<- Home <- Arhive <- Vol. 7, Issue 1, February 2011

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The Role of Toll-Like Receptor in the Female Reproductive Tract

M. Moga, M. Mihalache, I. Manitiu, N. Bâgiu

Abstract: The aim of this review was to discuss the role of toll like receptors in the female reproductive tract. Toll-like receptors (TLRs) are considered a link between innate (non-specific) and adaptive (specific) immunity and TLRs contribute to the immune system’s capacity to efficiently combat pathogens. This is done by means of the induction of signaling cascades resulting in the induction of type I interferons (IFNs I) and other cytokines. Recognition of pathogen associated molecular patterns (PAMPs) by TLRs results in the activation of signaling events that induce the expression of effector molecules such as cytokines and chemokines. A normal immune response leads to an adequate clearance of the infection, but the key element of the immune response activation is recognition of the pathogen trough TLRs receptors. The immune response in endometriosis is characterized by a small number of TLR 3 and 4 in the endometrial ectopic cells. The naturally powerful immunostimulatory property of TLR agonists can be exploited for active immunotherapy against cancer. The expression levels of TLR3, TLR4 and TLR9 have clinical interest as indicators of tumor aggressiveness in breast cancer. TLRs may represent also therapeutic targets in breast cancer. Dampened TLR expression in the cervical mucosa is a type-specific mechanism by which HPV 16 interferes with innate immune responses, contributing to viral persistence. TLR up-regulation and resultant cytokine induction are important in subsequent viral clearance.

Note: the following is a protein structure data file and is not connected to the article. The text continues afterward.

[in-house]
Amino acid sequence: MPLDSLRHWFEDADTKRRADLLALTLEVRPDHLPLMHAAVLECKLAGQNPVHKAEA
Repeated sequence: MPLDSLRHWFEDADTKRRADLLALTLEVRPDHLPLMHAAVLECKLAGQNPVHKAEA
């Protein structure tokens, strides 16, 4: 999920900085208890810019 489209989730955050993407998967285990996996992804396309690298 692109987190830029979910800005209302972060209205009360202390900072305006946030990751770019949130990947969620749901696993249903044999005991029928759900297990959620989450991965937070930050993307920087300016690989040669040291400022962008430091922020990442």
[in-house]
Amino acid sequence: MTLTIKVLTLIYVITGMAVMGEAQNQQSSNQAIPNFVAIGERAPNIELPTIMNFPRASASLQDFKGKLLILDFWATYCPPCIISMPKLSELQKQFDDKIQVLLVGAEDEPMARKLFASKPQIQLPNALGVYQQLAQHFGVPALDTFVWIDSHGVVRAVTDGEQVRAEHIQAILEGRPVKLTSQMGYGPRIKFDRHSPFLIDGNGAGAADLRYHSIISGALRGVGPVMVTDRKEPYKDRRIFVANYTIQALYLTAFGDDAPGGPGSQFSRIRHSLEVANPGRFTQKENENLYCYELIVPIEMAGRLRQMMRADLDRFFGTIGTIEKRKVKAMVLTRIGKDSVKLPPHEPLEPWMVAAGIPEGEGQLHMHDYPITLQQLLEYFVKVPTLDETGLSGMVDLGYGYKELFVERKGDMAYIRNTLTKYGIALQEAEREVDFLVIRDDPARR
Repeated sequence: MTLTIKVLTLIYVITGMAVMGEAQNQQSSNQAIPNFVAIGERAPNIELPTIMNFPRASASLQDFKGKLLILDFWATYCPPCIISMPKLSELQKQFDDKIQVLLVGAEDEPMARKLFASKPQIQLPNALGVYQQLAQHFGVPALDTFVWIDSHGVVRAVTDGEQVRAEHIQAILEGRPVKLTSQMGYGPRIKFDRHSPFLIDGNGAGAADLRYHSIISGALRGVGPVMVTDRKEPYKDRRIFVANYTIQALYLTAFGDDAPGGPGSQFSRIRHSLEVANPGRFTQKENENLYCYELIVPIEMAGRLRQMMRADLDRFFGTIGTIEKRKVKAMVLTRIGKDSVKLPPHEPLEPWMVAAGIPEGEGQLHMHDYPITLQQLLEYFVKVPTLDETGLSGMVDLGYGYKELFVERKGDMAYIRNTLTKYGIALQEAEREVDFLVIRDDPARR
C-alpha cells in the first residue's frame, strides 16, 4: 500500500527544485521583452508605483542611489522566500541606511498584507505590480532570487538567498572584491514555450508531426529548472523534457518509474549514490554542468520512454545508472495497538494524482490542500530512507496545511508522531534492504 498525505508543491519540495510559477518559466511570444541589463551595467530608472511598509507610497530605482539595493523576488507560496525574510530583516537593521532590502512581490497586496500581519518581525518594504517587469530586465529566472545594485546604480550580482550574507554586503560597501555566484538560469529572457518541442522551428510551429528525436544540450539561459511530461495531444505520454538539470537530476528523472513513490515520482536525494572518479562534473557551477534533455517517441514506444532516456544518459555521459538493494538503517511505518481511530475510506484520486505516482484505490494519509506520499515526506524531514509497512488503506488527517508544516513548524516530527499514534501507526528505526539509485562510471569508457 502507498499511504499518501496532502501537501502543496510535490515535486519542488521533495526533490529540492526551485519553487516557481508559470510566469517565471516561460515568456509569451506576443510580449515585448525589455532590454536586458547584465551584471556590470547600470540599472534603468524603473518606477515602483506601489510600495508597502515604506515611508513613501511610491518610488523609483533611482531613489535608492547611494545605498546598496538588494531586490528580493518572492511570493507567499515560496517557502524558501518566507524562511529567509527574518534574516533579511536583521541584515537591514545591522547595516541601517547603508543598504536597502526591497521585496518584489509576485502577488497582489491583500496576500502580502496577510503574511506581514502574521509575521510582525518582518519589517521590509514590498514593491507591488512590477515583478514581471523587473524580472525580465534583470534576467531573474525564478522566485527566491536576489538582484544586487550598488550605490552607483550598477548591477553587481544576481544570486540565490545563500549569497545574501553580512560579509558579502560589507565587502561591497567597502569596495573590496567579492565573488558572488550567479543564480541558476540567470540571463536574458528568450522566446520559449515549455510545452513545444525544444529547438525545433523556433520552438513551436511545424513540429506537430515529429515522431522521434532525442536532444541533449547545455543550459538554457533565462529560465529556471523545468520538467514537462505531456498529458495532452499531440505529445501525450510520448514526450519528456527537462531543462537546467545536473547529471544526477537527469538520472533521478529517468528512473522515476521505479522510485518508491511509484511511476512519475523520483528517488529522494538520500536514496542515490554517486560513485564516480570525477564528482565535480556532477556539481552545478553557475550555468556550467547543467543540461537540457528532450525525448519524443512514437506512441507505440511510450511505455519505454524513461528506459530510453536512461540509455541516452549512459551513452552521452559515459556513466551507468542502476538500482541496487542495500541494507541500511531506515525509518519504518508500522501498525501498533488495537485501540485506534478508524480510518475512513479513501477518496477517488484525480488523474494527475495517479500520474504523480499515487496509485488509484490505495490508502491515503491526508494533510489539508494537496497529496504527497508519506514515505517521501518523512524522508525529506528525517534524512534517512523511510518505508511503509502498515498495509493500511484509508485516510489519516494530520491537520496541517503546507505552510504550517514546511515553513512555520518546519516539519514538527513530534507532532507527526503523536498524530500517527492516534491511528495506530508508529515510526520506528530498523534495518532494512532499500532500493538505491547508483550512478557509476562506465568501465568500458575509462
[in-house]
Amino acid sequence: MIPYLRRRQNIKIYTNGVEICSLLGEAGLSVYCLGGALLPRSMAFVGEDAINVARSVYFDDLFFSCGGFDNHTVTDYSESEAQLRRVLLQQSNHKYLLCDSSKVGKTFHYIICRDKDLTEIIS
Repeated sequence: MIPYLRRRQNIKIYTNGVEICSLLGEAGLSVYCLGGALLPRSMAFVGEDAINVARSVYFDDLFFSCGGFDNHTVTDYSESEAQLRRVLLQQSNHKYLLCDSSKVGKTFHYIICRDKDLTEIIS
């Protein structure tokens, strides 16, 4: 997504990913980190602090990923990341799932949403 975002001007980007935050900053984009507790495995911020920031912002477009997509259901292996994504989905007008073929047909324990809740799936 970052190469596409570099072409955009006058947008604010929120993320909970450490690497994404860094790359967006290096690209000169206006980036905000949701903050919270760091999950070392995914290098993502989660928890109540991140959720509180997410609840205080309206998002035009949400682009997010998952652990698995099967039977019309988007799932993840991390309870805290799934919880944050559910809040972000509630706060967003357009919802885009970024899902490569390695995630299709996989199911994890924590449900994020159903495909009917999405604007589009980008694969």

Keywords: toll-like receptors, immunity, infection, carcinogenesis

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